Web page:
Moral Low Ground

Economy

Sarah Palin, Rand Paul Rush to Defend Mitt Romney’s “Corporations are People” Remark

Yesterday, Republican presidential frontrunner Mitt Romney raised eyebrows and ire when he publicly declared that “corporations are people” to an audience in Iowa. Here’s a short video of that, in case you missed it:

There was a time in this country when such dubious proclamations would have likely sinked a candidate’s presidential bid. Well, today former Alaska governor Sarah Palin and Kentucky Senator Rand Paul, two darlings of the reactionary right, have rushed to defend Romney’s ludicrous assertion.

“I think we’re all corporations,” Paul said when asked what he thought of Romney’s statement. “To say we’re going to punish corporations like they’re someone else; all of us are corporations.” When a reporter pointed out that corporations can’t be sent to jail, Paul added: “I think those arguments can be made, but… a lot of times people want to vilify corporations, saying they’re someone else, that they’re these other rich people. They’re us. They’re the middle class.”

As deluded as Paul’s comments seem, Sarah Palin’s remarks were downright false, as is so often the case with Sarah Palin. ThinkProgress caught up with Palin’s bus tour as it rolled into Iowa and asked the could-be presidential contender if she agreed with Romney’s comments.

“The people pay the taxes,” she attempted to explain. “It’s not an entity — the corporation itself — that pays the taxes. It’s the people who pay the taxes. So Mitt Romney was right.”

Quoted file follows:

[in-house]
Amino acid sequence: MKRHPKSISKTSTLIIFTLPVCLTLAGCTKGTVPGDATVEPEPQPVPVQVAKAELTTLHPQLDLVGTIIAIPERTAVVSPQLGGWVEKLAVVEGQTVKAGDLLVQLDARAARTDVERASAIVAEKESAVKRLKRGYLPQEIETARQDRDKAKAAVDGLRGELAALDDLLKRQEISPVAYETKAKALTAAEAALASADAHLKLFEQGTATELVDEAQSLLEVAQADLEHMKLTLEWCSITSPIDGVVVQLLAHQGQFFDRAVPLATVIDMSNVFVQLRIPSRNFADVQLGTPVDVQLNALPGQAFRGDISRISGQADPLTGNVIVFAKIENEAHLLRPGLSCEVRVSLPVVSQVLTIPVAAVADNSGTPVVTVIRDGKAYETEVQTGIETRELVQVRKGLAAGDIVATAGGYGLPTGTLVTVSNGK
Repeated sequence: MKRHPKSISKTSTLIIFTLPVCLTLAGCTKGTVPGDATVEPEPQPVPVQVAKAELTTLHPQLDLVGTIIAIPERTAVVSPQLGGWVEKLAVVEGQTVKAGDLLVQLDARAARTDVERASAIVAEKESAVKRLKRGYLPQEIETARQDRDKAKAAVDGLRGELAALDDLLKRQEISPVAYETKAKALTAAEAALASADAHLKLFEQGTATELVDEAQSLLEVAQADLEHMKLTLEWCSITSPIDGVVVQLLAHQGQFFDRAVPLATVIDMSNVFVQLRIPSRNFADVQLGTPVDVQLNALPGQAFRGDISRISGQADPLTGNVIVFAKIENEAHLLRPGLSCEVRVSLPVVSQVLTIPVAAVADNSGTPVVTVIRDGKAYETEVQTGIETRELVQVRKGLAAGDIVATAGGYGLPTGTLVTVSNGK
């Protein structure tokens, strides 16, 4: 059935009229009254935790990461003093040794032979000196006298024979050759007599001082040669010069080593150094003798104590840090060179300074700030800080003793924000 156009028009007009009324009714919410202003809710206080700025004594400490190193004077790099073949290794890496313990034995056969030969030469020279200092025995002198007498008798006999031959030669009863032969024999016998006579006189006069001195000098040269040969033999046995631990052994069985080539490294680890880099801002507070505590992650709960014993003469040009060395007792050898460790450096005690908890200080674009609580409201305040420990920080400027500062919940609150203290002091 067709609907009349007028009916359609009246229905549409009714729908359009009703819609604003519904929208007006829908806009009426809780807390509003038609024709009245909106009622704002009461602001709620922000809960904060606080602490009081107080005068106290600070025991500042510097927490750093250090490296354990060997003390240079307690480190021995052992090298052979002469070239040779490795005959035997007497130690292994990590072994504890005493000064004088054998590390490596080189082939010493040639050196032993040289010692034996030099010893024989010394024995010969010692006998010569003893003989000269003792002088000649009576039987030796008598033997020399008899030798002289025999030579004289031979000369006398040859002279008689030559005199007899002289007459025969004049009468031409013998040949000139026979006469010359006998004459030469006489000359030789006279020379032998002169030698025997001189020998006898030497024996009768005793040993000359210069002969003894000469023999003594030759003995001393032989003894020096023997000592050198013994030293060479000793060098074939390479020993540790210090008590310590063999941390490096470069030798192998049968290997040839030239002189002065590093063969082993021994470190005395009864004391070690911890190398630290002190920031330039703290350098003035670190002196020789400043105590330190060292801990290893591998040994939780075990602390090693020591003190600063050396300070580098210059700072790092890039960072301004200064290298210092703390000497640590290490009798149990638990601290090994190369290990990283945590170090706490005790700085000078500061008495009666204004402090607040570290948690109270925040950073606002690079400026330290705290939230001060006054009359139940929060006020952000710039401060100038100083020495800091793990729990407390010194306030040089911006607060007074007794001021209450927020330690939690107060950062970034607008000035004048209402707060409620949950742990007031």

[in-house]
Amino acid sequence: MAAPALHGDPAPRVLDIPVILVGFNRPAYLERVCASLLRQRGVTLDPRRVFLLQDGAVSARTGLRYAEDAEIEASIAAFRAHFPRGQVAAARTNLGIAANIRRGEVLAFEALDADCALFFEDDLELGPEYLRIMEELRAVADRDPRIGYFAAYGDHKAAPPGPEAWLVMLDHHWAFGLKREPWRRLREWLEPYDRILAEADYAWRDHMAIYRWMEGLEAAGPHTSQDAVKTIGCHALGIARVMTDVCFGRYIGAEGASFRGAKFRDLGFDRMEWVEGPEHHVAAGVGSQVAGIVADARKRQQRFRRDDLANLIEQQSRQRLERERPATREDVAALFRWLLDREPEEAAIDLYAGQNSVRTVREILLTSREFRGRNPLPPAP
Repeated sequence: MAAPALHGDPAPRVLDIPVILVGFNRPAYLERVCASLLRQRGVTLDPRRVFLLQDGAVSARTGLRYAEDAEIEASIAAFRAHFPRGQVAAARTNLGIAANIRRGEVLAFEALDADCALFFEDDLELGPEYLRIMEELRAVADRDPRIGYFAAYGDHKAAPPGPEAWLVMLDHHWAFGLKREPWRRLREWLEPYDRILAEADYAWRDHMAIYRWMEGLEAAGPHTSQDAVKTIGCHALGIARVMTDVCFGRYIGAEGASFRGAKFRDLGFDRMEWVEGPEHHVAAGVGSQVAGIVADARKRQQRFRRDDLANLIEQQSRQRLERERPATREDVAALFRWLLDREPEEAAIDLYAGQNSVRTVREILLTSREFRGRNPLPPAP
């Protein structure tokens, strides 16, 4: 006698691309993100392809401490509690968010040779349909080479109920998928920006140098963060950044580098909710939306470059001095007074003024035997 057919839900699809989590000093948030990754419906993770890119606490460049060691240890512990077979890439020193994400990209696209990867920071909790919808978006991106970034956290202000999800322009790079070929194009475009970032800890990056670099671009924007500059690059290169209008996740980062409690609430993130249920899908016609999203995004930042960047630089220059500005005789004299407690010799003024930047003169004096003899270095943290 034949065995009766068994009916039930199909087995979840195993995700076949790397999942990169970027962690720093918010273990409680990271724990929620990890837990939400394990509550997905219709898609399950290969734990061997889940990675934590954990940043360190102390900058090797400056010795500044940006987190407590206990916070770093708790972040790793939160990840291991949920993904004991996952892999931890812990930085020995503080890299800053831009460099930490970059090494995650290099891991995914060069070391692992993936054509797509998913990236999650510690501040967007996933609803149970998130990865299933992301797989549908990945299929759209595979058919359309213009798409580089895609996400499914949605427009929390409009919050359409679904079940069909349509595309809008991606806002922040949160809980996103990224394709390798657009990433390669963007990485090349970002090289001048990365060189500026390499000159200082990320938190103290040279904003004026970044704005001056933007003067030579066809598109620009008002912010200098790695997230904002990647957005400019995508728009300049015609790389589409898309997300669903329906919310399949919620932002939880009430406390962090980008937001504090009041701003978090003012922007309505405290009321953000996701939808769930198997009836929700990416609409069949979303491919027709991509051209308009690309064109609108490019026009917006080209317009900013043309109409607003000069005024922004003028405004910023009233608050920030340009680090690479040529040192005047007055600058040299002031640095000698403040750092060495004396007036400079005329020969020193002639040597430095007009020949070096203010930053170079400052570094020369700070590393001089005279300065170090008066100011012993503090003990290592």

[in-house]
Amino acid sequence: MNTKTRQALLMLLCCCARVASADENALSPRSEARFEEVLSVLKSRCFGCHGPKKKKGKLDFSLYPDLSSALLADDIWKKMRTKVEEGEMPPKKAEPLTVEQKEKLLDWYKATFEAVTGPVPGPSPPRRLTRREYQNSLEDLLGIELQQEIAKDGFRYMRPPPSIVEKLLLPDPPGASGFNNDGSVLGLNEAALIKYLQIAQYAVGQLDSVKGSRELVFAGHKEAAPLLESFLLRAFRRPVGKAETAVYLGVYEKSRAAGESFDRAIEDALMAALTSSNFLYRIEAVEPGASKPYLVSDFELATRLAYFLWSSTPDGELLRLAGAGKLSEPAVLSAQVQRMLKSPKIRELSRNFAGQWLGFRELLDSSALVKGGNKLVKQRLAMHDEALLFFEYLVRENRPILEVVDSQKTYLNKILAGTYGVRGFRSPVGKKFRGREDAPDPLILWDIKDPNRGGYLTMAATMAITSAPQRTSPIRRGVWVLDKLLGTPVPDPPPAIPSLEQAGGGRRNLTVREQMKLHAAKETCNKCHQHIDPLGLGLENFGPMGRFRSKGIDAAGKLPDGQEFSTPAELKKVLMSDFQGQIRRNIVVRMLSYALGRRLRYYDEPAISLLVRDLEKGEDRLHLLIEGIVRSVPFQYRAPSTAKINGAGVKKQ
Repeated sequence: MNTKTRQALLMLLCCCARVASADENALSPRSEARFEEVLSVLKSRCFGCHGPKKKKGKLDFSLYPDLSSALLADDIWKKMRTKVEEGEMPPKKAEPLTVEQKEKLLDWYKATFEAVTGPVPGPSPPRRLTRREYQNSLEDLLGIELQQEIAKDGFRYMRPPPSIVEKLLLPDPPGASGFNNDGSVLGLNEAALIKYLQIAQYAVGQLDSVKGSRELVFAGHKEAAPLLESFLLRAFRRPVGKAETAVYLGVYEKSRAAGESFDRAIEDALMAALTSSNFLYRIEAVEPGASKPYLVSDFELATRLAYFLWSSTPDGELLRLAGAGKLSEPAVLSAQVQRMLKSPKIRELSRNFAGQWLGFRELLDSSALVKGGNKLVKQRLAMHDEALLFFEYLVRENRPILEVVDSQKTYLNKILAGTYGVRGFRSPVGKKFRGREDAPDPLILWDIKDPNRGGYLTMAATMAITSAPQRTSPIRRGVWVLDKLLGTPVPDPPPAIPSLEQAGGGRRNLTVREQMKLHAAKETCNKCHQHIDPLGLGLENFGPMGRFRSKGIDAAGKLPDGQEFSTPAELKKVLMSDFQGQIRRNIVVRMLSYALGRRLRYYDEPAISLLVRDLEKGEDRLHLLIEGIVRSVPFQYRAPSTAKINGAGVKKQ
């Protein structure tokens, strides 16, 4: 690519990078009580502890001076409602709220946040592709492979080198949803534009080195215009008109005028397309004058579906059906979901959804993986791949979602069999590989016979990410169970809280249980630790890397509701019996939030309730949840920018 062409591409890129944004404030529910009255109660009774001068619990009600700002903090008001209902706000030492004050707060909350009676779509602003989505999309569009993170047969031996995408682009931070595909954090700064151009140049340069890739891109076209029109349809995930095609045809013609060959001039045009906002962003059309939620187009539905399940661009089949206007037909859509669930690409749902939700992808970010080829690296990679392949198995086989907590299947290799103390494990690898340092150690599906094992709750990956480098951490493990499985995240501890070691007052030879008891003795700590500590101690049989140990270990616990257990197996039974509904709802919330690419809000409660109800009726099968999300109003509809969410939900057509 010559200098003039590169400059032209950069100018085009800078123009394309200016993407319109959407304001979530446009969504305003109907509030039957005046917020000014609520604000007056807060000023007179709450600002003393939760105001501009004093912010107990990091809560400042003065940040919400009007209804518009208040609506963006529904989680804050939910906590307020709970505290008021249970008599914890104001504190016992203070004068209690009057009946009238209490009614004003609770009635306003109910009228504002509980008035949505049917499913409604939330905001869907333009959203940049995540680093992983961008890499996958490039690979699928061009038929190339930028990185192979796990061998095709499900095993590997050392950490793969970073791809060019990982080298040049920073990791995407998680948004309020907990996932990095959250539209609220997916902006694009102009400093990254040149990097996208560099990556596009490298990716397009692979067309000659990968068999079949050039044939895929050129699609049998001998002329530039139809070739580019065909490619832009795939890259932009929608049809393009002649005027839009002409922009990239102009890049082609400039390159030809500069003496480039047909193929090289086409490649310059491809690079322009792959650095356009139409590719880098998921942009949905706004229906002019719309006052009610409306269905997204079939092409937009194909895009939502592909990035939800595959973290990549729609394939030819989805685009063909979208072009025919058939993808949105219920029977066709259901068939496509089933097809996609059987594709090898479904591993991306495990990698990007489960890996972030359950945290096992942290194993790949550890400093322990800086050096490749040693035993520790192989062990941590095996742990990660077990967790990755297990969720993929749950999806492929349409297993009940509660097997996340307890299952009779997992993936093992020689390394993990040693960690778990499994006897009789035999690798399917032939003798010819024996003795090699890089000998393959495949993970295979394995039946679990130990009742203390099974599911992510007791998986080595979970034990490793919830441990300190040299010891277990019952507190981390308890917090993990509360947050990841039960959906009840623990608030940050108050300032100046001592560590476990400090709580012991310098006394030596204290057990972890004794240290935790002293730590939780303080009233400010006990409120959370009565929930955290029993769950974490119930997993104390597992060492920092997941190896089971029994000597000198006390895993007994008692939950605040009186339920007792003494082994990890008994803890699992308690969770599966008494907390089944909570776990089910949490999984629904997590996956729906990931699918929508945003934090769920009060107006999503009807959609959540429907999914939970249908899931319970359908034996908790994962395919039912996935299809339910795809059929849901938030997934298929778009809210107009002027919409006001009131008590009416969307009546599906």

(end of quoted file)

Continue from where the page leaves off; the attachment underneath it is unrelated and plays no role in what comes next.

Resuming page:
And Sarah Palin was wrong. Again. Corporations do pay taxes. Some more than others and some, like Citigroup, Chevron, Valero, General Electric, Bank of America and ExxonMobil either paid zero in federal income tax or actually received refundssome of them in the billions– from the government.

Of course, the unspoken truth is that American political candidates– especially Republicans– had better defend corporations, being that it is largely corporate cash that can make or break their electoral hopes. Never mind that corporations cannot vote, cannot be sent to prison and do not have hearts and brains (not unlike some conservatives, it seems). They do have plenty of the most important thing in political life– cold, hard cash– and that, coupled with sympathetic Supreme Court rulings like Citizens United, make them just as human as you and I in the eyes of conservatives like Romney, Palin and Paul. Perhaps even more so.

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2 Comments

  1. AdamAugust 14, 2011 at 9:08 amReply

    How disturbing are Palin’s remarks? Does she really not know?

    I think we all understand what Romney meant. It was a fair sentiment if badly spoken. This is all a false argument anyway: progressives should agree that corporations may either benefit or harm people, or both. We should disagree that anything not in a corporation’s immediate interest (taxes and regulations) is somehow also bad for our whole society.

    • Brett WilkinsAugust 14, 2011 at 10:05 amReplyAuthor

      President Palin= run for the hills. President Romney= We’ll survive. Maybe we’ll even be better off than we are under the current Bush III regime.

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